by Christoph Ransmayr

Translated by John E. Woods



355pp/$24.00/April 1997

The Dog King
Cover by Barbara de Wilde
Reviewed by Steven H Silver

In the world of Christoph Ransmayr's The Dog King (German title Morbus Kitahara), Germany lost World War II and was forced to suffer a long and degrading occupation by a variety of Allied forces. The village of Moor came under the command, eventually, of Major Elliott. Under orders, Elliott took away all technology from the villagers, forcing them to live a Medieval, agricultural existence. And yet, the novel is not about how the villagers deal with this technological change.
Instead, Ransmayr focuses on three individuals in the village: Bering, Lila and Ambras. All three are loners who eventually come together in a sort of alliance. Ambras, The Dog King of the title, is a camp survivor left behind to be "in charge" of Moor when Major Elliott was pulled out. His position and his history force him into the role of outsider. Lila is a refugee whose family was trapped in Moor as they tried to flee to Brazil. Remaining in the village, Lila hopes her father, carted off after the war as a war criminal, may someday return. In the meantime, she scavenges and tries to make an existence for herself. Bering is of the village, but never quite accepted by his fellow citizens. He remains aloof, more interested in the mechanical workings of burnt out cars than the human workings of the villagers.
There is very little dialogue in The Dog King. Most of the action and conversations is related through descriptive narrative. This causes the characters to have very little voice of their own. This technique has a duel effect of retaining the loner status of the characters, since the reader never really can get to know them personally, and giving the novel a disassociated feel.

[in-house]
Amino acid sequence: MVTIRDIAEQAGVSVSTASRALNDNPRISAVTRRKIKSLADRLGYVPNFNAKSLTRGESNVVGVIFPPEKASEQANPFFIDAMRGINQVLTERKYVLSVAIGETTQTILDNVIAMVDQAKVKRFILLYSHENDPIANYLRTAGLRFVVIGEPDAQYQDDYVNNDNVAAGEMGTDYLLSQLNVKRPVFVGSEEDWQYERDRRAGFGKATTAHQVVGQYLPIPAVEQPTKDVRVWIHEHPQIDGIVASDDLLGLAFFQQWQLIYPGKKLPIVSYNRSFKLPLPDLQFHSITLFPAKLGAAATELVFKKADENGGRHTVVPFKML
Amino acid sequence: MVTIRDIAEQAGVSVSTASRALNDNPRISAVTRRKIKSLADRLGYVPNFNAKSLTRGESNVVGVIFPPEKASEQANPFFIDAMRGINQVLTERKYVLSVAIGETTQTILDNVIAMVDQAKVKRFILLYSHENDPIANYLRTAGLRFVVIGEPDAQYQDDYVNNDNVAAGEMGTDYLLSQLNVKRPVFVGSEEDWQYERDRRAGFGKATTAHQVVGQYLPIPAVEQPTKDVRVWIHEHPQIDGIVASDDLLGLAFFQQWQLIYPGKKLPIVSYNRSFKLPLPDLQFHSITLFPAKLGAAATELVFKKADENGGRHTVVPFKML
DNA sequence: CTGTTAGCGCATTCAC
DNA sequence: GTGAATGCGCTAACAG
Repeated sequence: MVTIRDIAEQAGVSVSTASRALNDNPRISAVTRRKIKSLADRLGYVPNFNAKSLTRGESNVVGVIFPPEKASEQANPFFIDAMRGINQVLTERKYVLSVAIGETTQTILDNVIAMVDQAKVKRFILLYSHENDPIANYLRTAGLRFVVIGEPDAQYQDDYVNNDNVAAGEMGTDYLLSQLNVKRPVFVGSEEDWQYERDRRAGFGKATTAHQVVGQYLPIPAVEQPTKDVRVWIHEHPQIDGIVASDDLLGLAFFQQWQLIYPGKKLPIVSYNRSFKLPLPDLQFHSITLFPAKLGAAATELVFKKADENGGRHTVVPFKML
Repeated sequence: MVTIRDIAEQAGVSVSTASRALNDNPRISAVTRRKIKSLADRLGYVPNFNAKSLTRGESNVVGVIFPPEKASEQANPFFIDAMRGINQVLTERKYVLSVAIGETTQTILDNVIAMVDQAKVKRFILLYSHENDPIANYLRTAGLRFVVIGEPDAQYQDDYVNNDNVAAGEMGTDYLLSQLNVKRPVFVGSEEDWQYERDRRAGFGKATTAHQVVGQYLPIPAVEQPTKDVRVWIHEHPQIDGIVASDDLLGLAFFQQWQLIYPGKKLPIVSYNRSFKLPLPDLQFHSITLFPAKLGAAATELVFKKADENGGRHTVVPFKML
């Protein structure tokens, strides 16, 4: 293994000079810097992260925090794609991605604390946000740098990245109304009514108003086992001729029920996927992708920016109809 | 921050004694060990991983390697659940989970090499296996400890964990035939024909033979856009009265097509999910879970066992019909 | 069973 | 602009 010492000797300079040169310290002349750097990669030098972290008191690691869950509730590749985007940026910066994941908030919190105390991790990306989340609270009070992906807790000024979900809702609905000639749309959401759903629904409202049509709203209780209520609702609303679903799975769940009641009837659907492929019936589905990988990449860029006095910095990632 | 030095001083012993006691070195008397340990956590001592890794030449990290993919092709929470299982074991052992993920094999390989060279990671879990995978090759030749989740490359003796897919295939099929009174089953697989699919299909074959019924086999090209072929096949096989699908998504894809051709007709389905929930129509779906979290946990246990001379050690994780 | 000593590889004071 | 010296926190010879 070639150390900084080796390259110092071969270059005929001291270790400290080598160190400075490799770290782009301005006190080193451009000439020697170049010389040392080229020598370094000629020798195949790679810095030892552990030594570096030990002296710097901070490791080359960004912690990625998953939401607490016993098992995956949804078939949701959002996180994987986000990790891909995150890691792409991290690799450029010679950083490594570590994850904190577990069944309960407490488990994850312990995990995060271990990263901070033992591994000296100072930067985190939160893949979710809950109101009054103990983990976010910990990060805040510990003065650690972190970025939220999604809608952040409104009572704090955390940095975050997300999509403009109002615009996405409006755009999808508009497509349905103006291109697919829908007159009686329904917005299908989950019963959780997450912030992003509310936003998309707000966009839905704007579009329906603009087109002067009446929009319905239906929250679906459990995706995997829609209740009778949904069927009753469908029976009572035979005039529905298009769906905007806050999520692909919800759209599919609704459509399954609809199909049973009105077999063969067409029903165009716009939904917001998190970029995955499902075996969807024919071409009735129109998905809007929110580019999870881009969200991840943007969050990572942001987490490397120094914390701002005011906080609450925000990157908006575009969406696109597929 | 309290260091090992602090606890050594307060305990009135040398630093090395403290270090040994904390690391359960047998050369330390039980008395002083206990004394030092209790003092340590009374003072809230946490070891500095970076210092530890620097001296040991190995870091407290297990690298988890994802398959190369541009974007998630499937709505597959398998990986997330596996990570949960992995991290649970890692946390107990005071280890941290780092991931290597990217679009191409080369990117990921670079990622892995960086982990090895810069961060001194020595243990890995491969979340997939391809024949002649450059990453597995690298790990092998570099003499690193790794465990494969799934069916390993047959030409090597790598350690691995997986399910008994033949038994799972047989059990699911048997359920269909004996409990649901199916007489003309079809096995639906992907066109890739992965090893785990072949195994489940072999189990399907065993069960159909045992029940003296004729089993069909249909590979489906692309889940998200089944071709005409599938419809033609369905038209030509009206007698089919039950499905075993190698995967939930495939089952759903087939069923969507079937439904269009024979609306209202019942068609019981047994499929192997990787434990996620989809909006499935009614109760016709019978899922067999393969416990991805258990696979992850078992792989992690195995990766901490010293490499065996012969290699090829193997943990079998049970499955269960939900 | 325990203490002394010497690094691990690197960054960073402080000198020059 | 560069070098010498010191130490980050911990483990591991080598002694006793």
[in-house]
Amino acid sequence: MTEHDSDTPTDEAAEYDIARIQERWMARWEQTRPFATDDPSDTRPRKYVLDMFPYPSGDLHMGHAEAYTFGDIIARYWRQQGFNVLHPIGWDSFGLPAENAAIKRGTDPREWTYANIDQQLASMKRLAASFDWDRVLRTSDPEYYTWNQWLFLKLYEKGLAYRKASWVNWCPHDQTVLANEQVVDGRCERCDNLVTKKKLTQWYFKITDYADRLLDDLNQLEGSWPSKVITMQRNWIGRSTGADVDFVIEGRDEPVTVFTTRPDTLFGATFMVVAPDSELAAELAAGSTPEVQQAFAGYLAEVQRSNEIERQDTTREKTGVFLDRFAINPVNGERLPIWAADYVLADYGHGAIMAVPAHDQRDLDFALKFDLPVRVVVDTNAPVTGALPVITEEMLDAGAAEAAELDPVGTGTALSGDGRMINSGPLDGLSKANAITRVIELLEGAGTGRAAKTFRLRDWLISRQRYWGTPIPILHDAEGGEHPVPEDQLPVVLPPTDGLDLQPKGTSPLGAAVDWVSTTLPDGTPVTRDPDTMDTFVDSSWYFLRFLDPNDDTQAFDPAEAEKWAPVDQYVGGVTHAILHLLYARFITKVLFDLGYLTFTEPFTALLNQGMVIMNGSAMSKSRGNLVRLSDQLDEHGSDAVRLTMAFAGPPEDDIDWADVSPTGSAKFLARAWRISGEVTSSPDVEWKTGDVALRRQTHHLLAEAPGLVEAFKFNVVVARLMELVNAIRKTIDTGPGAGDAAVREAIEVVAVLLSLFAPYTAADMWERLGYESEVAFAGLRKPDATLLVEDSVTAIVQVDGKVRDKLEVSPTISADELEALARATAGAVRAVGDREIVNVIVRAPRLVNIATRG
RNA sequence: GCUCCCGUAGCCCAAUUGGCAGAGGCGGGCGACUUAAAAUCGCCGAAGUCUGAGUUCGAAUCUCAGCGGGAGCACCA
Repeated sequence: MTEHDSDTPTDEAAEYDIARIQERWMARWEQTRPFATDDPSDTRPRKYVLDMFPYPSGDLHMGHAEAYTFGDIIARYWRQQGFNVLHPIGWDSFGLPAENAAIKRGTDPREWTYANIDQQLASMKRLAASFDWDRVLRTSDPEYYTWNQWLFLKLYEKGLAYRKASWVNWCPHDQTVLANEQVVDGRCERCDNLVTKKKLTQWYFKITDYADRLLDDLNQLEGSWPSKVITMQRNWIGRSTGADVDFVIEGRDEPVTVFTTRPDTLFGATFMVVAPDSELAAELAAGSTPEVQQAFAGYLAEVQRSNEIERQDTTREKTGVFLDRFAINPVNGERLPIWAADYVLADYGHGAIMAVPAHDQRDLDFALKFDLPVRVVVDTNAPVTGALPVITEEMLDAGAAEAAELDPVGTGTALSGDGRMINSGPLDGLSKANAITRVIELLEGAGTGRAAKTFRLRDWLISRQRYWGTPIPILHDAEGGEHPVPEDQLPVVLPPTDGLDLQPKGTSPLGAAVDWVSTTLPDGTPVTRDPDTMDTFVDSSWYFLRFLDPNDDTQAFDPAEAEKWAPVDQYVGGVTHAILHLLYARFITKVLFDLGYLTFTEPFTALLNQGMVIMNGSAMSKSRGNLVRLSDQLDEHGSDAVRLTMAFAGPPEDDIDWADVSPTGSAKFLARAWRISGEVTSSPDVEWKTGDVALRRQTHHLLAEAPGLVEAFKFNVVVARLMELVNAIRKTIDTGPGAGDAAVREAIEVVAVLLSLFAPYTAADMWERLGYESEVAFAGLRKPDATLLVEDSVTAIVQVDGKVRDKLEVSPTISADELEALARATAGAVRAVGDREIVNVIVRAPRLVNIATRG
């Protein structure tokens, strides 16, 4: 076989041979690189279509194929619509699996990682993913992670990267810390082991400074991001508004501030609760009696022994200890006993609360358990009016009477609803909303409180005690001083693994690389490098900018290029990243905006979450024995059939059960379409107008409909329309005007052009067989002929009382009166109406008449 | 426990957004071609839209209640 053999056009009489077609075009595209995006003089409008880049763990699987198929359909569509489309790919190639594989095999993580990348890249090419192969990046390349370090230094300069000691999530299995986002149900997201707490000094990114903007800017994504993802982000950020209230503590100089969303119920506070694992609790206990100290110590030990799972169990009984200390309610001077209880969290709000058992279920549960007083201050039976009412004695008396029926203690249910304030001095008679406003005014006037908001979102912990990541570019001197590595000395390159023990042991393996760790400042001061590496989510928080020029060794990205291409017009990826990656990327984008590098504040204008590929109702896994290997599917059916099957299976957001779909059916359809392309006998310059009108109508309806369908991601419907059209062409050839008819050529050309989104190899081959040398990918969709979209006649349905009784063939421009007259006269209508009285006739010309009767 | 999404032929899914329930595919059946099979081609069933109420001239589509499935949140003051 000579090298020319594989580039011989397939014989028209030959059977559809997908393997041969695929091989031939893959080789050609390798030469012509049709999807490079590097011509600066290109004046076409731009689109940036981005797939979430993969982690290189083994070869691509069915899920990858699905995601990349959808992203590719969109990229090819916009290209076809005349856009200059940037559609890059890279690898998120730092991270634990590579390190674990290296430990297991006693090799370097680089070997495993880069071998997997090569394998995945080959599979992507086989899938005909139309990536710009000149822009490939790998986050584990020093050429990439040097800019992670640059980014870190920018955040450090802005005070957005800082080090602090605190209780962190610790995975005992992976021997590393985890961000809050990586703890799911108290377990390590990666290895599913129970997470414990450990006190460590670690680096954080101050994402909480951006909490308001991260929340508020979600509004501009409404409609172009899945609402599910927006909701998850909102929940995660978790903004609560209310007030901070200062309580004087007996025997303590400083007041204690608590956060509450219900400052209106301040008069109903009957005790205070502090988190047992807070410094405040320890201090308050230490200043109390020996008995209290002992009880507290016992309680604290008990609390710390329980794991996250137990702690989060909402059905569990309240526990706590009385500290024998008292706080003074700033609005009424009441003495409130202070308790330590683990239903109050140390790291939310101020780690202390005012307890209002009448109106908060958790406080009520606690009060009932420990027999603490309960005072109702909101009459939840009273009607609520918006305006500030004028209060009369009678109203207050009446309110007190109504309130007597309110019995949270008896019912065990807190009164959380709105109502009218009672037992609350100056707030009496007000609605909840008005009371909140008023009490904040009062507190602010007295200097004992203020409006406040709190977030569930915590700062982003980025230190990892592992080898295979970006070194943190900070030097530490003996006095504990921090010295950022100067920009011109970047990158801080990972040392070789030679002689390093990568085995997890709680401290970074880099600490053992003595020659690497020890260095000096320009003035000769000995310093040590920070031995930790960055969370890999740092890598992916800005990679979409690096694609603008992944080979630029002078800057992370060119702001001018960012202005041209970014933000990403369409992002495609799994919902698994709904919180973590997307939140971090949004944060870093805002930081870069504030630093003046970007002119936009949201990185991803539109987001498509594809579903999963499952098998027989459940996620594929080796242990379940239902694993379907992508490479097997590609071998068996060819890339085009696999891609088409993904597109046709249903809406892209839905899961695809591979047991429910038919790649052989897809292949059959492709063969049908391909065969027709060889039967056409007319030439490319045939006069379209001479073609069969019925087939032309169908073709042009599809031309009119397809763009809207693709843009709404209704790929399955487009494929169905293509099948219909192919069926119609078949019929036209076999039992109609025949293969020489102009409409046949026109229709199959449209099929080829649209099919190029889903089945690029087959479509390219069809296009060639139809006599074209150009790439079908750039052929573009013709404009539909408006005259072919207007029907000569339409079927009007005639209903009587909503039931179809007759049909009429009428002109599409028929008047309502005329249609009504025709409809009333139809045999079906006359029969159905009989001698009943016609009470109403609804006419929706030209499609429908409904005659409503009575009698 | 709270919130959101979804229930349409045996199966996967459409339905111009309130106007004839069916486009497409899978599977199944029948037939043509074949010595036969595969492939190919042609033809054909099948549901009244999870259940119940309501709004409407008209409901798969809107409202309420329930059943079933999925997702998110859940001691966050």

Action also is at a premium in The Dog King. Ransmayr spends several chapters giving his historical background and showing the characters moving through life. Eventually, when Bering's eyesight begins to fail, the three characters take their own fate into their hands as they flee the desolation and pessimism of the world of Moor.
As with any translation, it is always difficult to tell how much of the novel is the author and how much the translator. In this case, I own three other novels translated by John E. Woods, so I feel I can safely say that it is Ransmayr's style, rather than Woods's translation skills which make The Dog King a difficult book to read.
The Dog King is not a book to read if you are interesting in adventure or characterization. Instead, it is a book given to introspection and contemplation. From its beginning theme on the evils of war to the end when it almost focuses on the idea of predestination, The Dog King is a thoughtful, and at times difficult, novel.

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